Reprinted from LymeMD.blogspot.com with the kind permission of Daniel Jaller, MD. To read the original article, click here:
I have known this 54-year-old woman for more than 2 years. When she presented to my office she was a mess. She thought she had Lyme disease after watching the movie “The Punk Singer.” She was disabled at the time, having been diagnosed with fibromyalgia, by her rheumatologist and diagnosed with depression and ADHD by her psychiatrist. She was told she did not have Lyme disease because a test was negative. I have previously discussed a gazillion reasons Lyme tests are unreliable. The persisting ignorance of other physicians, despite laws passed in VA and MD that require doctors inform patients the test is not reliable, is untenable. My patient essentially lives in the woods, her back yard abuts a large park and she typically sees 20 deer daily in her back yard daily. She is disabled by an illness, which is certainly not fibromyalgia and had to sell her business. Her profession was: boarding and walking dogs. Her son suffers with a similar disorder and 5 dogs she cared for tested positive for Lyme disease. A reader might wonder: “how can the doctors discount Lyme when the history is so compelling?” The answer is simple: Her doctors will not, cannot consider such a thing, when it is firmly entrenched in their brain(s)/medical world view that the diagnosis does not exist. For these doctors, Lyme is “Fake News”.
Welcome to my world of medicine. The world is flat, not round.
My colleagues have been indoctrinated to believe: Lyme is rare, easy to diagnose and easy to cure. In my version of reality Lyme can devastate, maim and kill; lab tests are inaccurate, especially the commonly used one; treatment can be very difficult and prolonged.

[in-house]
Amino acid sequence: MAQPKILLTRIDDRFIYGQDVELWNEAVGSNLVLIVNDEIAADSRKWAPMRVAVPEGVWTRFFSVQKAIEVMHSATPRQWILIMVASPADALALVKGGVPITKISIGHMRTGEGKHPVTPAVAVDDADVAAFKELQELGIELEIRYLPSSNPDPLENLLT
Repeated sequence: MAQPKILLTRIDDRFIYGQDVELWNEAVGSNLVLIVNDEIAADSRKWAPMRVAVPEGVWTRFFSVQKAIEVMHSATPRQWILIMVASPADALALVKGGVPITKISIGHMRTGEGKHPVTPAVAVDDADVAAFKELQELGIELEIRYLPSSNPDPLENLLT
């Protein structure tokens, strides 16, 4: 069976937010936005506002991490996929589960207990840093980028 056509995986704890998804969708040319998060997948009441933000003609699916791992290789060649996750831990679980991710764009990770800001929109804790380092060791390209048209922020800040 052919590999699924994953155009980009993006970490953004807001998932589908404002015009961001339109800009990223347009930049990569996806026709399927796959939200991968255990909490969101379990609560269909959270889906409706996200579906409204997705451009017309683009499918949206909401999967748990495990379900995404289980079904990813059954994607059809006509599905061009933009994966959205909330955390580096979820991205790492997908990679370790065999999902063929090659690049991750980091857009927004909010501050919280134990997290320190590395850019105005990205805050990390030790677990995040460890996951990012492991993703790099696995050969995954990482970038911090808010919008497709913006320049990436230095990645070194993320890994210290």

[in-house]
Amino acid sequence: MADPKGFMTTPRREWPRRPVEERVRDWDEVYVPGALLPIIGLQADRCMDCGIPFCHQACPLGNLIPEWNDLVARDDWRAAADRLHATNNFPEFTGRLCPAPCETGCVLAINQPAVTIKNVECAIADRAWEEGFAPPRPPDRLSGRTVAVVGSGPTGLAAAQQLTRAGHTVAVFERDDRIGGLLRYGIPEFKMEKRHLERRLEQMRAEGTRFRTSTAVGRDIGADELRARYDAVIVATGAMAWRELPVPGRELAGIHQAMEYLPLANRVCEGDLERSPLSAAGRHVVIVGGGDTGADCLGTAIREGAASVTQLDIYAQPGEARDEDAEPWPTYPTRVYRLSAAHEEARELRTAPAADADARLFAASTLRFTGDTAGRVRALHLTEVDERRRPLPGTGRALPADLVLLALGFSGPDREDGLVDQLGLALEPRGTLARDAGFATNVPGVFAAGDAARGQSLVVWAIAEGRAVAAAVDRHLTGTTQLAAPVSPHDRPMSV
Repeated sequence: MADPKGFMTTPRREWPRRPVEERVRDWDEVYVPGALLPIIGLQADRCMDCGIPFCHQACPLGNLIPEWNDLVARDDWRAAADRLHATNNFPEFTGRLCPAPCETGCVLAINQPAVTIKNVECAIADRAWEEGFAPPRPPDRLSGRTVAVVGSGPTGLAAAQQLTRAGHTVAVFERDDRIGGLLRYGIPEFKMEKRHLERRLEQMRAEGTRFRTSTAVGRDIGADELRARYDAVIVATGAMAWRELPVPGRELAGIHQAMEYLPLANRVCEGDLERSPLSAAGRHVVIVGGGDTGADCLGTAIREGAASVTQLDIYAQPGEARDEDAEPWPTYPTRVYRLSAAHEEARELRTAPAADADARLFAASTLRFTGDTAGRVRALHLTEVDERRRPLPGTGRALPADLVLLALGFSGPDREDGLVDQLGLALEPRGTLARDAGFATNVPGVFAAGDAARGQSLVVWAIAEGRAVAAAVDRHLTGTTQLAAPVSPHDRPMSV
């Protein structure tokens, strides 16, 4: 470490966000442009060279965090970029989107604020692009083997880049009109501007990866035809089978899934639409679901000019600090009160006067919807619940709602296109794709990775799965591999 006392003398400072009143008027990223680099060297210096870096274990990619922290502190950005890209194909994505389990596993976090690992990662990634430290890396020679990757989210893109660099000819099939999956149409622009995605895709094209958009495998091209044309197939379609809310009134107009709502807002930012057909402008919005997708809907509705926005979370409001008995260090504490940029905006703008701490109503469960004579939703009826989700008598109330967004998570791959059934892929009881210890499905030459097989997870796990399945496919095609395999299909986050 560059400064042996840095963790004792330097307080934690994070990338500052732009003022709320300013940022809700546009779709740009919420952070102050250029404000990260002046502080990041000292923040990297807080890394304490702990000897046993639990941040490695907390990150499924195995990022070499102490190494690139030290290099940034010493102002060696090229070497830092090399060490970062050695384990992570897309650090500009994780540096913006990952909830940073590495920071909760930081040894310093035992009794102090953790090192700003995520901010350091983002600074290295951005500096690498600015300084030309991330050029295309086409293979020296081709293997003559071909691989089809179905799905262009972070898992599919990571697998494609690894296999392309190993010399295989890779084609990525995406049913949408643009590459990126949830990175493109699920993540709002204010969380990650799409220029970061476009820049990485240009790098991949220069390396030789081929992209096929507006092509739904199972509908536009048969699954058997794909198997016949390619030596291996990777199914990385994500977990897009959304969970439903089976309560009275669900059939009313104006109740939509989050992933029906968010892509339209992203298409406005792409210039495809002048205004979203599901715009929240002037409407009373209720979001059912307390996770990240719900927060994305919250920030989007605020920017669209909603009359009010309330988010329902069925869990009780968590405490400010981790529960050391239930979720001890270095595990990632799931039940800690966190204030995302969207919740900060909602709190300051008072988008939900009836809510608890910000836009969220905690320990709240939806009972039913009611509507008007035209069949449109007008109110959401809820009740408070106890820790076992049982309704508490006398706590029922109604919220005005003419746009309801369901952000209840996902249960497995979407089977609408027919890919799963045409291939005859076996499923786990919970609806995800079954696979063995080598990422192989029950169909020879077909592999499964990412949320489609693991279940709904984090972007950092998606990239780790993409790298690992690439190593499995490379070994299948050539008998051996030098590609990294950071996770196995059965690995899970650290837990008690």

The majority opinion still rules the land. Opinion is the operative word. As is said, you are entitled to your own opinion, not your own facts. These blogs, scientific literature, books and films and thousands of patient’s stories, clearly tell us that Lyme is real. It is the other side that has been beguiled by Fake
When I met this patient, she was bedridden. She had gained 60 pounds. Thinking about getting out of bed was a chore. Showers were virtually impossible. She was frequently confused and found her memory was slipping away. Her previous eidetic (photographic) memory was gone. Conversing was a challenge. Words didn’t come out right. She couldn’t fall asleep, and on the occasion she did, she woke up every 2-3 hours. Her entire body hurt, head to toe. She was very weak. She couldn’t hold a cup of coffee. Even cutlery dropped from her hands. Her body felt numb and odd electrical sensations frightened her, sharp and burning, and without warning in differing areas of her body. Numerous other symptoms included: fevers, chills, night sweats, hearing loss, loss of vision, floaters, neck pain, severe air hunger, new GERD, frequent urination, joint pain and swelling, stiffness, headaches, disorientation, inability to read and write, depression, mood swings, easy tearing and recurrent generalized itchy rashes.
There is more to her story.
As a child she had recurring sinusitis, bronchitis and pneumonia. She was diagnosed with asthma and spent a lot of time in an “iron lung.”
She experiences a lot of hives and itching which seem to appear randomly. She described a condition called dermatographia, written words on her skin become red and persist for a long time.
Lab tests: Tickborne infection panel: negative Lyme, positive Bartonella, all others negative. Histamine and tryptase normal. Celiac panel: deaminated gliadin IgA aby 7 (positive cut off 19). Imunnoglobulins: IgG 792 (normal 700-1600), IgG subclasses 1 and 3 mildly low, Pneumoccocal 14 aby 9 strains not immune.